Any additional comments?

My biggest complaint was that Maori nursemaid and the Chinese farmer both struck me as a variation of that Hollywood trope, "the magical black man." Unlike some other supporting characters, who somehow still come across as the main characters in their own story, these two seem to exist more to provide character development for a "more important" (white) person.

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  • Dragon
  • 05-03-2015

Beautiful writing and reading, but melancholy

Tremain really is a lovely writer - clear, intelligent, interesting people and places. I completely recommend this. However, slight health warning, it is really tinged with sadness throughout. Depending what state of mind you are in at the time of reading, the effect of listening for a while can be a bit much I found. One for when you are feeling strong and wanting to be provoked into thinking!

8 people found this helpful

  • Overall
    4 out of 5 stars
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  • Lindsey
  • 25-02-2010

Gold is not the colour - discuss

The Colour: narrative on the human condition, the pursuit of happiness or running away from it all? You choose. For me it's all three rearing their somewhat dark heads through the lead character - Joseph Blackstone. The colour of the narrative, and the exceptional delivery and characterisation by the narrator, is what sets this audiobook apart - the reason I've given it 4 stars. However, I was left sad and pensive without really knowing why. Maybe I should join a book club and analyse it!

8 people found this helpful

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  • GJ Scott
  • 24-02-2017

Beautifully written and narrated.

I loved this book but audible short sort out the editing. The chapters do not relate to the chapters of the book which can make navigation difficult sometimes. The audible announcement immediately after the last word at the end was horrible.

6 people found this helpful

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    4 out of 5 stars
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  • Heidi W-B
  • 13-04-2013

Lovely narration

I really enjoy reading or listening to Rose Tremain's novels- there's a real depth to the characters (whether you like them or not) which makes them seem very 3 dimensional and believable. The narration was beautifully done - serene and yet passionate when it counts. I've never read about gold panning before or very much set in New Zealand so both elements made it an absorbing read/listen.

5 people found this helpful

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  • User
  • 14-02-2017

Wonderful story, beautifully read but what a shame Audible couldn't be bothered to edit it properly

The whole experience of listening to this book is marred by the absence of any editing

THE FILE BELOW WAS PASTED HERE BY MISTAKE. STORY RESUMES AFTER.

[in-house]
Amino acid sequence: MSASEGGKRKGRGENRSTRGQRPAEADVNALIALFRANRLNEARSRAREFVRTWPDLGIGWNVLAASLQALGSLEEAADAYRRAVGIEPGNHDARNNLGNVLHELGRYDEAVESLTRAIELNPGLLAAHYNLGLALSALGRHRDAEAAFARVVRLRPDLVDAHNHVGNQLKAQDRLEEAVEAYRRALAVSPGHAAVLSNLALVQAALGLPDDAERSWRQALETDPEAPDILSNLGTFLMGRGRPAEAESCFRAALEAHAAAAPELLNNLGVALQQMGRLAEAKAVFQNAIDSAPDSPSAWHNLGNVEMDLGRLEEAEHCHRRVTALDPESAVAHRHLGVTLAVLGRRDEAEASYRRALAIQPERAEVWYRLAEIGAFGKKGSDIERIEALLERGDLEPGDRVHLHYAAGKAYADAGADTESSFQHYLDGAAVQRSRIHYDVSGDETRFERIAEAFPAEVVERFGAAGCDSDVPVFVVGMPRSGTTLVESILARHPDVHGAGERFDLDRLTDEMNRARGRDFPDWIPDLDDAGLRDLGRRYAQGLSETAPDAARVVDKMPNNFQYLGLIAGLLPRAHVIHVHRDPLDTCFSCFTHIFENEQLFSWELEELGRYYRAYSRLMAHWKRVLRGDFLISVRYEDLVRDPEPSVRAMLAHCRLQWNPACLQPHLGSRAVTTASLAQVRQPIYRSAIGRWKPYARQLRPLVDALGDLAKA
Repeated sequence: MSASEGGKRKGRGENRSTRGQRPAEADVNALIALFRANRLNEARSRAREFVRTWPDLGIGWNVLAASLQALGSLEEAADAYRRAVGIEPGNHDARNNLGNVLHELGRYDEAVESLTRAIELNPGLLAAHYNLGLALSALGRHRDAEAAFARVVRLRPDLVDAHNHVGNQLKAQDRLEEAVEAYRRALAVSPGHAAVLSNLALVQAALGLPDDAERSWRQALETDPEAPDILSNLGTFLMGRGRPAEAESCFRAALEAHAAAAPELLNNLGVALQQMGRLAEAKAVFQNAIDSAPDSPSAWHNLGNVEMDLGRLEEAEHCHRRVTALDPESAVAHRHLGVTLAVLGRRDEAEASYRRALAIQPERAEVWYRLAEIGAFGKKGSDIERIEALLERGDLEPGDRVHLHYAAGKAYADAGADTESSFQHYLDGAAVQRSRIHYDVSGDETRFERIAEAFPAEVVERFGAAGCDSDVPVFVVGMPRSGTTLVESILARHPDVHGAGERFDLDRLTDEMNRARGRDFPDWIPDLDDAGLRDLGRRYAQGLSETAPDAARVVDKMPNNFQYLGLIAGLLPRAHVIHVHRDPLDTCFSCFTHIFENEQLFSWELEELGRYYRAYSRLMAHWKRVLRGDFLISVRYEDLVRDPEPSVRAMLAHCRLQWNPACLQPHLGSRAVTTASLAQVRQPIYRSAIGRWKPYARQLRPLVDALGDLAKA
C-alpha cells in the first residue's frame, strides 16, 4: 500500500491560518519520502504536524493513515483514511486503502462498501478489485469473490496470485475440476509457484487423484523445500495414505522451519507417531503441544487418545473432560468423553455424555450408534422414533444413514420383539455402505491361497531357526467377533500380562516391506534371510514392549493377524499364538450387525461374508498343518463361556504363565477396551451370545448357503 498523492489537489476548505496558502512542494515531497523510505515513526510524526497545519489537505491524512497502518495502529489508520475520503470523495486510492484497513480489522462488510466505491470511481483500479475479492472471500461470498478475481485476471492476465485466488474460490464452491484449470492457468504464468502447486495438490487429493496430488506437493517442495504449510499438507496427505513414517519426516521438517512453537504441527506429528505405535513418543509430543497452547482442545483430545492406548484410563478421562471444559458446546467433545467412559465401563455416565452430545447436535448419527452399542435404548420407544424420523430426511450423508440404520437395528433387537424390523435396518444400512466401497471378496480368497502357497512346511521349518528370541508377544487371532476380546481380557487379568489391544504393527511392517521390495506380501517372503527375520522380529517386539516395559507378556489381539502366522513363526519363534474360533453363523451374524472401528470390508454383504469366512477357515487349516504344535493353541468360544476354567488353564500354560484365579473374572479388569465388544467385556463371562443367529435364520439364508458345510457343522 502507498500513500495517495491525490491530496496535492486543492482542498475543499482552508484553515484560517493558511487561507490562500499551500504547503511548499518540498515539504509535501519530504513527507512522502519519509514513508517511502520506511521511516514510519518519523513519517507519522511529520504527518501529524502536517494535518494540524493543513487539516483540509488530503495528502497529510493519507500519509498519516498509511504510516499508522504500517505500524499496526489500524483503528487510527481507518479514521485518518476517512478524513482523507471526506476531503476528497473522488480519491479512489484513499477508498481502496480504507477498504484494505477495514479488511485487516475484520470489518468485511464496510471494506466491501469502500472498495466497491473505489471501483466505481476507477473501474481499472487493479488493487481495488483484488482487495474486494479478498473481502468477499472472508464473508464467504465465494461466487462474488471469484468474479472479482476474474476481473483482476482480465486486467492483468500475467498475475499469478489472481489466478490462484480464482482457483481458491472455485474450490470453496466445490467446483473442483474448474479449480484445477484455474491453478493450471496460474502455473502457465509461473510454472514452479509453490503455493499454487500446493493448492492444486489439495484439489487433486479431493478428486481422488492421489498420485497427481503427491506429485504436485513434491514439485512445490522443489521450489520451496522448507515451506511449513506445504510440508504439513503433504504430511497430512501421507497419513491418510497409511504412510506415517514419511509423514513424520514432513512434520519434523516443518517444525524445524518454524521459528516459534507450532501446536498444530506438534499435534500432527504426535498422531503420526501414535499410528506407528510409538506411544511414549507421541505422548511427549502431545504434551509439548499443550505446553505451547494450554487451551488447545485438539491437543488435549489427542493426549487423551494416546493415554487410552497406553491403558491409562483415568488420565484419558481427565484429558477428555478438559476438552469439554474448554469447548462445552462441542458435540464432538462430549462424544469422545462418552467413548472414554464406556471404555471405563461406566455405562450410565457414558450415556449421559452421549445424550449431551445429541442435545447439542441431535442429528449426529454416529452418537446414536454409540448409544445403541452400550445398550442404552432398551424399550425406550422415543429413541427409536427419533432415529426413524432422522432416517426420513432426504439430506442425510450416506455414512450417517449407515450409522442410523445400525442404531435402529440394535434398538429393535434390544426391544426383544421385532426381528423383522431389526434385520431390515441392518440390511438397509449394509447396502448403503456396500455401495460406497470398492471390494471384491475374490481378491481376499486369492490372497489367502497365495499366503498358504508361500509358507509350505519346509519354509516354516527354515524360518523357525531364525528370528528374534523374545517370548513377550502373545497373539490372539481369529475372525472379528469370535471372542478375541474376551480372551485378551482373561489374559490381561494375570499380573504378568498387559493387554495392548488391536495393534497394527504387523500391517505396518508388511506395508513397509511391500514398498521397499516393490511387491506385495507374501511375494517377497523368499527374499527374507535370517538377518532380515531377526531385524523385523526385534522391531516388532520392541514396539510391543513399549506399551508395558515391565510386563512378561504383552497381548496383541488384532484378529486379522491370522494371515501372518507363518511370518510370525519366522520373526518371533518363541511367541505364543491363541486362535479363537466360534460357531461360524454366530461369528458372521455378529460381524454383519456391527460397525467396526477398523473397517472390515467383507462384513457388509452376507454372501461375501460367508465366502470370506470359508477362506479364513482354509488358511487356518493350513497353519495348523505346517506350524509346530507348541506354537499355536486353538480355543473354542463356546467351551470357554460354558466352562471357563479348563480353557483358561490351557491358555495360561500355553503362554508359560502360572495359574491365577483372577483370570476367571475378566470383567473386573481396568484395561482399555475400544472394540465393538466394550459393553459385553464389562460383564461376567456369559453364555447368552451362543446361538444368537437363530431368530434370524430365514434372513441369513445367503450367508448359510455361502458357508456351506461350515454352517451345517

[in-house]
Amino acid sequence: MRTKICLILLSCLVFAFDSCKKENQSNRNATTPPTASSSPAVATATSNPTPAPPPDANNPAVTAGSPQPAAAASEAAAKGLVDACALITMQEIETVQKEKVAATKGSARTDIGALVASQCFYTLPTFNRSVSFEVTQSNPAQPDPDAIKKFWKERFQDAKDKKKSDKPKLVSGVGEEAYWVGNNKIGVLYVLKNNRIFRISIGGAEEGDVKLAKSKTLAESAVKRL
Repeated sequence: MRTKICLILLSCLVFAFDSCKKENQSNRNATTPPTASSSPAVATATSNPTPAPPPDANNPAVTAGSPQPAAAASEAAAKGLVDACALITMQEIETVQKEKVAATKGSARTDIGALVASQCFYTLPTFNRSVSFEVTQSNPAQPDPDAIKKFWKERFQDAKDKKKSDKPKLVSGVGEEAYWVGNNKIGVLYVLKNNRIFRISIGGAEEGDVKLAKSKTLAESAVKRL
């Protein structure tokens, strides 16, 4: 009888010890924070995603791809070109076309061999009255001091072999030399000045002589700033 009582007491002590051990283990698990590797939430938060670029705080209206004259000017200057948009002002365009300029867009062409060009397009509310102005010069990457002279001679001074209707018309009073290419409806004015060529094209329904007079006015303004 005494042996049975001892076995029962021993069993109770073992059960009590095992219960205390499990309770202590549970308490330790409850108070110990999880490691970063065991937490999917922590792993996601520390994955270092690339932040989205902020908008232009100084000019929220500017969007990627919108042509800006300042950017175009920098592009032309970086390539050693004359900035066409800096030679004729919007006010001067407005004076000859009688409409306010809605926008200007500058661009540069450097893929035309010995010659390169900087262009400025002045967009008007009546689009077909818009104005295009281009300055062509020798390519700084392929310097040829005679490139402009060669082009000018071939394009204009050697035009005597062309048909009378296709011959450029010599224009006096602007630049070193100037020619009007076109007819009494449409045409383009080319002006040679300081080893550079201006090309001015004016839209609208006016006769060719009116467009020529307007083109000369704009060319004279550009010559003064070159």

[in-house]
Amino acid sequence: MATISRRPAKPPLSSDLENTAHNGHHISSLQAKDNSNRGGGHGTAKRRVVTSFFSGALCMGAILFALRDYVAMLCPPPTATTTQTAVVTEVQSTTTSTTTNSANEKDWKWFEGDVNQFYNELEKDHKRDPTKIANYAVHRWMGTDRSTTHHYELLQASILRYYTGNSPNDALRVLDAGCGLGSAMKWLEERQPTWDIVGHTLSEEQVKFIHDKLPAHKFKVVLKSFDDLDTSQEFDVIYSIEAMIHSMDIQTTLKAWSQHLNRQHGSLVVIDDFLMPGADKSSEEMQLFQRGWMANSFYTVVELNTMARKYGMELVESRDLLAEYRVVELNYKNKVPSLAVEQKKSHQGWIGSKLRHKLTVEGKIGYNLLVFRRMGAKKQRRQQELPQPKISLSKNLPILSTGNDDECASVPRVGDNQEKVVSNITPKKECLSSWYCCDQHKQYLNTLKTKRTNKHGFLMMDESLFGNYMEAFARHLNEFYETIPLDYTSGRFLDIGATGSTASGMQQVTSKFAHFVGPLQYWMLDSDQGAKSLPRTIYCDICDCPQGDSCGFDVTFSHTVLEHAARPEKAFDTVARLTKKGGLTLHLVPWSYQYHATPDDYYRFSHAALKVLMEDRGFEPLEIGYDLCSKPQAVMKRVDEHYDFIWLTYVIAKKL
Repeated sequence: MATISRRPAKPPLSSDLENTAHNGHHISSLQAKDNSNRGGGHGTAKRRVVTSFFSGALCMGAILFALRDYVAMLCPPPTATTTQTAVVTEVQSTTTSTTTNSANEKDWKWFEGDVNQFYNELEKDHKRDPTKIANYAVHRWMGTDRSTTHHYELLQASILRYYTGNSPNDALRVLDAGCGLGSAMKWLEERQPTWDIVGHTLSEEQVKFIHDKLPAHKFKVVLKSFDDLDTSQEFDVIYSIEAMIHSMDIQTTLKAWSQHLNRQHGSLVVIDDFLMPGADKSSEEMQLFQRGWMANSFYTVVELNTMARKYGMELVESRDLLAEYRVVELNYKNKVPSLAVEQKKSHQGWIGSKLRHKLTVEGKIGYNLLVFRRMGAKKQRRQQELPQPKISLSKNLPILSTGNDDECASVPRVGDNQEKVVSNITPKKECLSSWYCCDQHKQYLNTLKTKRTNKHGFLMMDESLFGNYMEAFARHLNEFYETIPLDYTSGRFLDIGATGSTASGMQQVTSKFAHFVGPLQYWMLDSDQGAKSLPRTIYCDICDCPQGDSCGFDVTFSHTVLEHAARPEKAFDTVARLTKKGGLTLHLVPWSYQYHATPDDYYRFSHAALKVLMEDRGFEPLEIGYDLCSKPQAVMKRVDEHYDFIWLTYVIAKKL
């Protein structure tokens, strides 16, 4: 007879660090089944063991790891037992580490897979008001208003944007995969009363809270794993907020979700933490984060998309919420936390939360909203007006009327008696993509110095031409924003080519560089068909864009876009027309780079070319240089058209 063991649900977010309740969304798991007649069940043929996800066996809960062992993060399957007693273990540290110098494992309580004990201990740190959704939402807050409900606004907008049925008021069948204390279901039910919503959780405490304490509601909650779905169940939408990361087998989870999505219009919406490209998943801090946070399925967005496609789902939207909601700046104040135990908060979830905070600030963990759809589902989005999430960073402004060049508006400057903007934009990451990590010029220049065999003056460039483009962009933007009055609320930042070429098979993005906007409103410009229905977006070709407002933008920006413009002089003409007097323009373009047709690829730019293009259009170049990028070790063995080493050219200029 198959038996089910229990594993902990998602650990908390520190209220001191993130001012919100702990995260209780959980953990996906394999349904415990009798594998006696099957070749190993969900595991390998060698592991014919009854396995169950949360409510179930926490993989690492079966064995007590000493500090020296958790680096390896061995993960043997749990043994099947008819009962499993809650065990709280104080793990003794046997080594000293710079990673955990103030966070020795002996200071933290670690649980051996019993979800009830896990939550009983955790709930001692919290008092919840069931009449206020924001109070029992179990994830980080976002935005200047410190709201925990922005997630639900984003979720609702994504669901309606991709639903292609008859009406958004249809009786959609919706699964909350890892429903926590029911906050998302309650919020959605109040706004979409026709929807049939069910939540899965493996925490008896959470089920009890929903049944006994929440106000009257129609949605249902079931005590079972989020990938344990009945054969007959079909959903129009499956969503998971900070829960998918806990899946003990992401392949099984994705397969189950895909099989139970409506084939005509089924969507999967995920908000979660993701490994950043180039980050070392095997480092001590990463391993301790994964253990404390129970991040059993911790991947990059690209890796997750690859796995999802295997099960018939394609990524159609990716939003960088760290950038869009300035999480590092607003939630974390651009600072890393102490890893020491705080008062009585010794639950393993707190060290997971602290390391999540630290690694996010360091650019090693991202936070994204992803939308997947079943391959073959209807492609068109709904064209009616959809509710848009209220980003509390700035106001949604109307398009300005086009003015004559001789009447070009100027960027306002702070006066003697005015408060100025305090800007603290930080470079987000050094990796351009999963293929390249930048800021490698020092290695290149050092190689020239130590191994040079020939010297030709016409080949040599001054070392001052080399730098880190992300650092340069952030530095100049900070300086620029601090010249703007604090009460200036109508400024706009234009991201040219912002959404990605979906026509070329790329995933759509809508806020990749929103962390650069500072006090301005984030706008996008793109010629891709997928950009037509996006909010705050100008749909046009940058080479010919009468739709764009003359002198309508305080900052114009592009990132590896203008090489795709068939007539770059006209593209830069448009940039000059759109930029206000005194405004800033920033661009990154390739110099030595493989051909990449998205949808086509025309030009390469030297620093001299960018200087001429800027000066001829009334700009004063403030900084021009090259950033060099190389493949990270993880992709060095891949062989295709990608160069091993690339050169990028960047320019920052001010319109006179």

3 people found this helpful

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  • Chamberbhan
  • 12-08-2016

Great story, beautifully read but Audible editing poor

A wonderful evocative and human story set in the context of the New Zealand gold rush. The story itself and the reading of it are both wonderful but the editing in the transcription from the CDs it has been taken from is ham fisted at best and shamefully spoils the ending

3 people found this helpful

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  • Amy
  • 14-03-2020

Good story but ruined by the editing

I enjoyed the story but I would recommend buying the book, as it's clear that the narration has been stripped from an original CD recording and edited together poorly, which is quite jarring when you're trying to get lost in the descriptions. Buy the book instead!

2 people found this helpful

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  • Jenny Campbell
  • 13-04-2019

Amateurish editing

This is a compelling story beautifully read by Eleanor Bron. However the quality of the editing was atrocious and definitely detracted from the narration. Frequently had to “rewind” to listen again as it interrupted the narrator and the flow of the story.

2 people found this helpful

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  • CMCL
  • 16-04-2020

NZ gold rush

I had read this when it was first published and wanted to revisit it having just read the Luminaries and had my interest in the gold rush renewed. Rose Tremain does not disappoint with the fascinating story of British settlers arriving in New Zealand to start a new life and then getting drawn into the gold rush, with all its hardships. Beautifully read by Eleanor Bron whose voice I could listen to for hours.

1 person found this helpful

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  • Mrs Manors
  • 29-08-2019

The Colour; grey.

I started to read this as an allocated book club choice but very quickly abandoned reading in favour of the audio book.
The over-use of phrase/word repetition in the early chapters, which very quickly became irritating to me, was one of the chief causes of my abandoning reading; I also found Tremain's oft-repeated use of the term 'his sex' for the male member excruciatingly coy.

Eleanor Bron's performance perfectly captures the drear, depressing, atmosphere of this book, although it is somewhat disrupted by poor, and at times jerky, editing.

I found the characters to be thinly drawn and this lack of depth in the inhabitants of the pages meant that I cared not a jot about the trail of disasters inflicted upon them by Tremain.
Had the plot seen them all perish alongside Beauty the cow I would have been spared seemingly interminable hours of the miserable details of their cheerless lives but, like a particularly vindictive torturer, Tremain mercilessly forces both her characters and her readers from one grim situation into another.
The ceaseless gloomy and sombre timbre of this book, the endless horrors and degradations to which Tremain subjects her characters, eventually became increasingly predictable, almost laughable, and effectively undermined the (presumably) intended tragic impact of her story.

1 person found this helpful